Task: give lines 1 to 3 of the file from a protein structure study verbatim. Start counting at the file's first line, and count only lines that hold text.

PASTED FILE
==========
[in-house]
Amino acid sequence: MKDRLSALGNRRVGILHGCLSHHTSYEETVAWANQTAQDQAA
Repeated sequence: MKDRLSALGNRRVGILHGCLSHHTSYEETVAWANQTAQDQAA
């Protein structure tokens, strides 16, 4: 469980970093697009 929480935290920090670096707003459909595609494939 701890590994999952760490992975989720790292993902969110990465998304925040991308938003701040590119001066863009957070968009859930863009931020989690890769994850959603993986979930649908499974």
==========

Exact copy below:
[in-house]
Amino acid sequence: MKDRLSALGNRRVGILHGCLSHHTSYEETVAWANQTAQDQAA
Repeated sequence: MKDRLSALGNRRVGILHGCLSHHTSYEETVAWANQTAQDQAA